Some people, however, dispute those numbers. Roger Pielke a professor of environmental studies at the Center for Science and Technology Policy Research at the University of Colorado at Boulder, has become something of a de-facto spokesman to counter the economic arguments. He is also a Senior Fellow at The Breakthrough Institute, which he describes as a “progressive think tank.” He argues that the numbers claiming economic growth from R&D are bogus. “It would be remarkable if true,” he writes at the organization’s website. “Unfortunately, it is not.” He says that there is no statistical basis for the claims. He also says that early proponents of the theories that economic growth is sparked by “creative destruction” in the economy (Joseph Schumpeter) or “technical change” (Robert Solow), which led to the arguments of the economic impact of R&D, have been misunderstood.

Many fiscal conservatives in Congress are likely to agree. The result so far is that the debate continues and budget cuts may still slice into funding of HPC centers, federal labs, and federal R&D in general. It’s an impact that may be felt for years to come.

Related Articles:

Supercomputing Challenges and Predictions

Presidential Supercomputing

Debt Deal Casts Shadow on US Research Funding

Subscribe to HPCwire's Weekly Update!

Be the most informed person in the room! Stay ahead of the tech trends with industy updates delivered to you every week!

Study Identifies Best Practices for Public-Private HPC Engagement

August 22, 2017

What's the best way for HPC centers in the public sphere to engage with private industry partners to boost the competitiveness of the companies and the larger communities? That question is at the heart of a new study pub Read more…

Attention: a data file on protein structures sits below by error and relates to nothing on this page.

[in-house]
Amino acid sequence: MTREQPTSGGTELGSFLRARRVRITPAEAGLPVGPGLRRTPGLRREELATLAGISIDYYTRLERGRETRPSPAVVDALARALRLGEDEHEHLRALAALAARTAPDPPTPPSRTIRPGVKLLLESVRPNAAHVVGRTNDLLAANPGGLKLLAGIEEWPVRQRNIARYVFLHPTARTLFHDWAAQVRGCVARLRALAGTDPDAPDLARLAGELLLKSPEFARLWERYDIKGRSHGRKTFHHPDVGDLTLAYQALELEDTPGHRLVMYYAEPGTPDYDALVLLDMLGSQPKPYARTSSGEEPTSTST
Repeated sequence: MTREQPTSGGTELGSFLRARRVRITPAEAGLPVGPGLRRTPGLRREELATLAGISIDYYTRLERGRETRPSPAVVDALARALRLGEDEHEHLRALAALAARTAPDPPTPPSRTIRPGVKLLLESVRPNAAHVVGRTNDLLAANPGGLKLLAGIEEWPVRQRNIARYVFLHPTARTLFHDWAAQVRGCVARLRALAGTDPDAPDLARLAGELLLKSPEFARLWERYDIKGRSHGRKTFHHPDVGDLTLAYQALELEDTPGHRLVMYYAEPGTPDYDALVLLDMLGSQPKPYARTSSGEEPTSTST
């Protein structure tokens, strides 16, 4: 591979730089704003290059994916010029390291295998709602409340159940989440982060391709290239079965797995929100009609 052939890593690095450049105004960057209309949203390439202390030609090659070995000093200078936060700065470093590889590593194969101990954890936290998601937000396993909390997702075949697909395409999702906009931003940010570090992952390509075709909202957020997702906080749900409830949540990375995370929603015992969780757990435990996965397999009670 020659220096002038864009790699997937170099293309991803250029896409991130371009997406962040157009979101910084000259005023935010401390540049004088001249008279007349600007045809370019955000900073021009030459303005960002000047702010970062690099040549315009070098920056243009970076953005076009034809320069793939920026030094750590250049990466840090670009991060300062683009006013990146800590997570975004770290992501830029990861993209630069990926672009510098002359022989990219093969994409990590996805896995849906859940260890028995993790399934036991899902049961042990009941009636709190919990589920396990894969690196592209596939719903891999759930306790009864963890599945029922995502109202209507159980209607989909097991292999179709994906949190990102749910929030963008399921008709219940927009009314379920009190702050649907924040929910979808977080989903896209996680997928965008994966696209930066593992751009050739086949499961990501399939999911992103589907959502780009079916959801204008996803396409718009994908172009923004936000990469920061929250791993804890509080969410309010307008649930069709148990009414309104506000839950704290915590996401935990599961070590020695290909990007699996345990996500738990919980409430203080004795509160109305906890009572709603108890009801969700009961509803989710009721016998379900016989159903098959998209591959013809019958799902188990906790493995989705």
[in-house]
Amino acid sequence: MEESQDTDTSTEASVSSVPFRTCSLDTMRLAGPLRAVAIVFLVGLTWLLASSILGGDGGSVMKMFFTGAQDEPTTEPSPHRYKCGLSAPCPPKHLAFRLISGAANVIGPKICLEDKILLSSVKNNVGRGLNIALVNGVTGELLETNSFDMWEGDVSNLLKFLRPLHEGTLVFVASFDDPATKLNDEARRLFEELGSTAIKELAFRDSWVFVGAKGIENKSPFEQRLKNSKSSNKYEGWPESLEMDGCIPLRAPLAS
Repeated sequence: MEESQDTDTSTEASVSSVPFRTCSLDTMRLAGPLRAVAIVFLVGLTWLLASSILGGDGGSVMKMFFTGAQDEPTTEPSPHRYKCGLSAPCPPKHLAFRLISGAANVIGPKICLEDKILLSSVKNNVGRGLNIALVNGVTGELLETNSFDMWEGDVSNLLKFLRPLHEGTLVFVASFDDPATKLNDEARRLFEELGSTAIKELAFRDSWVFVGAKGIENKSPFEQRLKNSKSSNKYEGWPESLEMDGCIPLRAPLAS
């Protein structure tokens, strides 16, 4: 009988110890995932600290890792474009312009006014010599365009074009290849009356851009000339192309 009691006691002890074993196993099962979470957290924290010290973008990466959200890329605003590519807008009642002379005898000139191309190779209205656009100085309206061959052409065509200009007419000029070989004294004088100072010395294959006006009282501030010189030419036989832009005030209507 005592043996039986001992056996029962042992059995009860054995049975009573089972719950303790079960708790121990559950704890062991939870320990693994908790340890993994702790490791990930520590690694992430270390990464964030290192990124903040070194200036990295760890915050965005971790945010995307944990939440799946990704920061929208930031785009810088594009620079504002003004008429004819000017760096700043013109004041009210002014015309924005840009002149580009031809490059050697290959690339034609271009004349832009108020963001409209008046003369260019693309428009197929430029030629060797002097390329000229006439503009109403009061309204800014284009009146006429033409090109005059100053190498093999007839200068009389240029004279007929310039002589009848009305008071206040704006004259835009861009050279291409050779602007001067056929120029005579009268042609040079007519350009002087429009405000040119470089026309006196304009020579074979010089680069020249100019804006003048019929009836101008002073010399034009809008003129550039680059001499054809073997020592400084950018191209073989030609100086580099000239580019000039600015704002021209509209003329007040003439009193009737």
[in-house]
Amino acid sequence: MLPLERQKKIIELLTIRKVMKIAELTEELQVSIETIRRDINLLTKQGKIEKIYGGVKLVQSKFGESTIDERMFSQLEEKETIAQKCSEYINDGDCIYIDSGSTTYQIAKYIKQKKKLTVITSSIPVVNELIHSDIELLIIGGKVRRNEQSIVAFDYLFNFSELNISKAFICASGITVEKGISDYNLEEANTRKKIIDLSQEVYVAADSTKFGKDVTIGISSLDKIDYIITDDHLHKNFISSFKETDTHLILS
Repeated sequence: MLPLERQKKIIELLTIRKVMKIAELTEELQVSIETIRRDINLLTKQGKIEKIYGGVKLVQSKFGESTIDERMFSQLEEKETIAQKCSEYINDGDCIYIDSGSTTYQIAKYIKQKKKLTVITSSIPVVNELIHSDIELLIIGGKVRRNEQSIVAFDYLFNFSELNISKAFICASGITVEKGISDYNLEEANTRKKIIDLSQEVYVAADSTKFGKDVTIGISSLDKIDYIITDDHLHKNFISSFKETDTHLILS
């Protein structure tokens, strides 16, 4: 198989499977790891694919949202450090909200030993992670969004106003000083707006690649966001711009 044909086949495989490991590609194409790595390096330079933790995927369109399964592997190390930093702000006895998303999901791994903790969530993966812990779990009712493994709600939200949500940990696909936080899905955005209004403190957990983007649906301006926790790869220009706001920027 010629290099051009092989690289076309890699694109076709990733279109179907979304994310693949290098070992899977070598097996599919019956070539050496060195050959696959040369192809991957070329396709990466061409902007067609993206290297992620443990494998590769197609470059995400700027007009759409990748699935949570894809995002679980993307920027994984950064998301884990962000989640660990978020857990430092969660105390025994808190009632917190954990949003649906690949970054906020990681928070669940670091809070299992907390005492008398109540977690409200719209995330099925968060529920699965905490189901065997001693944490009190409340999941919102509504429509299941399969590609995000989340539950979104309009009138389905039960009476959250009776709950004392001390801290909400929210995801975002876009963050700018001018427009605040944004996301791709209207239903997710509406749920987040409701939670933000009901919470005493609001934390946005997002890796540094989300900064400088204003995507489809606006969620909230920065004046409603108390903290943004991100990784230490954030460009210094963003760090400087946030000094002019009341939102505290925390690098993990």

By Tiffany Trader

Google Launches Site to Share its NYC-based Algorithm Research

August 22, 2017

Much of Google’s algorithm development occurs in groups scattered throughout New York City. Yesterday, Google launched a single website - NYC Algorithms and Optimization Team page - to provide a deeper view into all of Read more…

By John Russell

Dell Strikes Reseller Deal with Atos; Supplants SGI

August 22, 2017

Dell EMC and Atos announced a reseller deal today in which Dell will offer Atos’ high-end 8- and 16-socket Bullion servers. Some move from Dell had been expected following Hewlett Packard Enterprise’s purchase of SGI Read more…

By John Russell

HPE Extreme Performance Solutions

Leveraging Deep Learning for Fraud Detection

Advancements in computing technologies and the expanding use of e-commerce platforms have dramatically increased the risk of fraud for financial services companies and their customers. Read more…

Glimpses of Today’s Total Solar Eclipse

August 21, 2017

Here are a few arresting images posted by NASA of today’s total solar eclipse. Such astronomical events have always captured our imagination and it’s not hard to understand why such occurrences were often greeted wit Read more…

By John Russell

Study Identifies Best Practices for Public-Private HPC Engagement

August 22, 2017

What's the best way for HPC centers in the public sphere to engage with private industry partners to boost the competitiveness of the companies and the larger c Read more…